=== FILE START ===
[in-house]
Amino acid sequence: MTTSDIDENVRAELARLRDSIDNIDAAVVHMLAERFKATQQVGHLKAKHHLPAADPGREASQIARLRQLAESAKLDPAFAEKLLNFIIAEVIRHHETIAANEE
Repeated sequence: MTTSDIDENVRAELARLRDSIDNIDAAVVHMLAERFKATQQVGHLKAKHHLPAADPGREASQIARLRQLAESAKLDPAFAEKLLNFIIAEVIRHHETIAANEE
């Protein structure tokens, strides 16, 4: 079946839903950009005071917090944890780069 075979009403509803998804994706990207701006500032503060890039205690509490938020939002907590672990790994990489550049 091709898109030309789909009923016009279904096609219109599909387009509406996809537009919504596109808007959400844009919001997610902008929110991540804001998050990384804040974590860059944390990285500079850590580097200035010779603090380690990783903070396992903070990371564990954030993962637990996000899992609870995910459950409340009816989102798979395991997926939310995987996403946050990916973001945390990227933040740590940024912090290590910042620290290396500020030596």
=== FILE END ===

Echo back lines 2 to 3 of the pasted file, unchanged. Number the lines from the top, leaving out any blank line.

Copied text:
Amino acid sequence: MTTSDIDENVRAELARLRDSIDNIDAAVVHMLAERFKATQQVGHLKAKHHLPAADPGREASQIARLRQLAESAKLDPAFAEKLLNFIIAEVIRHHETIAANEE
Repeated sequence: MTTSDIDENVRAELARLRDSIDNIDAAVVHMLAERFKATQQVGHLKAKHHLPAADPGREASQIARLRQLAESAKLDPAFAEKLLNFIIAEVIRHHETIAANEE